The Court found that based on the text of the contract, Repsol’s right to lay pipe lines on the Landowners’ property is not subject to the Landowners’ proposed restriction. For the same reasons, Repsol’s right to transport gas from properties outside the Chicken Hawk Unit or neighboring lands is also not restricted by the “necessary, incident to or convenient for” clause. As such, Repsol was not required to cease using the pipeline or to remove it. Accordingly, the Court granted Repsol’s Motion to Dismiss. The Court, however, granted the Landowners leave to amend their Complaint.
The upshot of the Court’s decision is that the Landowners’ lease language needed to be more specific as to the prohibition of the transportation of foreign gas across their property.
If a landowner wants to prohibit the transportation of foreign gas across his property, a clause needs to be negotiated into the oil and gas lease, most likely into an addendum, which specifically prohibits the transportation of foreign gas across the landowner’s property. The following language is one example of language that may be used to prohibit the transportation of foreign gas across a landowner’s property:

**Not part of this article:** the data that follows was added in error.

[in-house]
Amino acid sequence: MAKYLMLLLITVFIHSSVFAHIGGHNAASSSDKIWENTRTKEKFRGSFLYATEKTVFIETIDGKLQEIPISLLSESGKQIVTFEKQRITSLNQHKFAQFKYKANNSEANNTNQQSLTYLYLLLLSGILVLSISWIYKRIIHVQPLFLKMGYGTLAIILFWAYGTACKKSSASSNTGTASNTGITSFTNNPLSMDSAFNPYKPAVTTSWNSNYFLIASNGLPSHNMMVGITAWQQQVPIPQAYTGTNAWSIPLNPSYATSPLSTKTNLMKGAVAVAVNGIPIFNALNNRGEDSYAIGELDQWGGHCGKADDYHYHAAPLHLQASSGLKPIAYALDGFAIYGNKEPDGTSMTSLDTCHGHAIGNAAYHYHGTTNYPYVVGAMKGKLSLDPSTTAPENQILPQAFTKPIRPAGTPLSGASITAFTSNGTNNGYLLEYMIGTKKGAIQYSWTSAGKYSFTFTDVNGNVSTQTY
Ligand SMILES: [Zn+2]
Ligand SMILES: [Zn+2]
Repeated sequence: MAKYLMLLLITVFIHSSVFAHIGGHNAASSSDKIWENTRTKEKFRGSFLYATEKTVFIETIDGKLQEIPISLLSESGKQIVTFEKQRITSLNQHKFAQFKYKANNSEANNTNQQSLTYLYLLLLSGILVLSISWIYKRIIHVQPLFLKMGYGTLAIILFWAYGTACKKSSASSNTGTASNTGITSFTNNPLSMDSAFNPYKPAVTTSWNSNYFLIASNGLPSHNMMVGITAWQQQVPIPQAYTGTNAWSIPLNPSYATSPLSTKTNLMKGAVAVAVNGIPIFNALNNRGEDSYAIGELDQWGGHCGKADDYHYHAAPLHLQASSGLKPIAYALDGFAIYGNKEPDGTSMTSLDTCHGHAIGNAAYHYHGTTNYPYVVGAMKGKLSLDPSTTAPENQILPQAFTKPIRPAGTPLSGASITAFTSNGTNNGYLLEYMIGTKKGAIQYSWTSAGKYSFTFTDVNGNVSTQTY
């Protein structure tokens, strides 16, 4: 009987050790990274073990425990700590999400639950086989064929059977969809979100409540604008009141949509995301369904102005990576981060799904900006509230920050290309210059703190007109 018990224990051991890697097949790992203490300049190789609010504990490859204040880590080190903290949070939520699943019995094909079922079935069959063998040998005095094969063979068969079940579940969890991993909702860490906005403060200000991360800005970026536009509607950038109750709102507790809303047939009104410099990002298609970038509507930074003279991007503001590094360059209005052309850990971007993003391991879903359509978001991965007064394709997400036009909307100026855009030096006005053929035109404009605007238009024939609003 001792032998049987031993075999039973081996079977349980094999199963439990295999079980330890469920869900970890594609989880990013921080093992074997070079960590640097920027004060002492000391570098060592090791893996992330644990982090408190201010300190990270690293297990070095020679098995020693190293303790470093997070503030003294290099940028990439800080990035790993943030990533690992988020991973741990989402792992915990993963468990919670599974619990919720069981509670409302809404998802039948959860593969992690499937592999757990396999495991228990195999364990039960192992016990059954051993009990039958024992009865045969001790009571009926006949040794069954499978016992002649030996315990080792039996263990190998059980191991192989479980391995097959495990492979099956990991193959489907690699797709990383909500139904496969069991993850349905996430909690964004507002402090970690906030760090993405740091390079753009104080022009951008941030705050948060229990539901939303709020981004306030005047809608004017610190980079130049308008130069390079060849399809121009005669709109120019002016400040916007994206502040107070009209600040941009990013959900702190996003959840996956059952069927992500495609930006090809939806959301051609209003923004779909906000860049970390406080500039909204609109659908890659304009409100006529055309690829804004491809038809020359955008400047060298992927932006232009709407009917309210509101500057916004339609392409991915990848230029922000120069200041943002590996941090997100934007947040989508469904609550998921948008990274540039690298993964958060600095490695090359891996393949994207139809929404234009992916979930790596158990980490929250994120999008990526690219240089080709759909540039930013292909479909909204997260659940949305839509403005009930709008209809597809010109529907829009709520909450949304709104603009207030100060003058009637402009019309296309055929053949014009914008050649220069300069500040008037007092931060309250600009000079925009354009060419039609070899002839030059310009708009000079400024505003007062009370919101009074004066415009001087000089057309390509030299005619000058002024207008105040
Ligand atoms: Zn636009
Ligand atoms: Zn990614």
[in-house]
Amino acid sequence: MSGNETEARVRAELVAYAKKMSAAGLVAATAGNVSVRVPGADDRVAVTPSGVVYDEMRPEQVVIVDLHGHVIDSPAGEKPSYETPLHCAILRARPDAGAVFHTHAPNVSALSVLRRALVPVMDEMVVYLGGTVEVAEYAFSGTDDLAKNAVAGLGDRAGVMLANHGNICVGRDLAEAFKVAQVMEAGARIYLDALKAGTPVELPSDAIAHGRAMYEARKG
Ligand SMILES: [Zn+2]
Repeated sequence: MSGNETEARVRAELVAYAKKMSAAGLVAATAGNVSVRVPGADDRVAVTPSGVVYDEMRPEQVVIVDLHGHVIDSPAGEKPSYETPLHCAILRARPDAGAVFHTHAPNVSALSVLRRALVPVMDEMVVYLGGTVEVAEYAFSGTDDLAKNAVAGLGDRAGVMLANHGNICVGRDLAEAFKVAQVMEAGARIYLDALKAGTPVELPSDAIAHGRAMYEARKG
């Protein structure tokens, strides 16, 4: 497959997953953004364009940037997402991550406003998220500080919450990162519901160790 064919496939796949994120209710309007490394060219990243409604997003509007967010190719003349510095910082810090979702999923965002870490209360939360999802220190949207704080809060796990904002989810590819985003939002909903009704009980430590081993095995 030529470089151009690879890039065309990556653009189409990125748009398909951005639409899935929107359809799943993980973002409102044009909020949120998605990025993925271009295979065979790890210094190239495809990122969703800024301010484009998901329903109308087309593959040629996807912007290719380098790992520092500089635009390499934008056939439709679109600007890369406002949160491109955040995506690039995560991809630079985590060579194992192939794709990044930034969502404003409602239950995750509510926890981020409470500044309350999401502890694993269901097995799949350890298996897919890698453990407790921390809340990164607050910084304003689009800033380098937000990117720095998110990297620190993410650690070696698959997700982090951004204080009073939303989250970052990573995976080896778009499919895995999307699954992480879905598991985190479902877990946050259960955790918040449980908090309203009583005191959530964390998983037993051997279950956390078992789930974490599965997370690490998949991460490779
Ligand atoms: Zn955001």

The transportation of gas across Lessor’s property that is not produced from Lessor’s property or from lands with which Lessor’s property is pooled or unitized is strictly prohibited.
Transportation of gas across a landowner’s property should always be a consideration in a landowner’s negotiation of an oil and gas lease. If the landowner does not want foreign gas transported across his property, then language needs to be inserted in the lease or in an addendum to prohibit this. If you need assistance with an oil and gas lease, contact us online or call (412) 338-1124.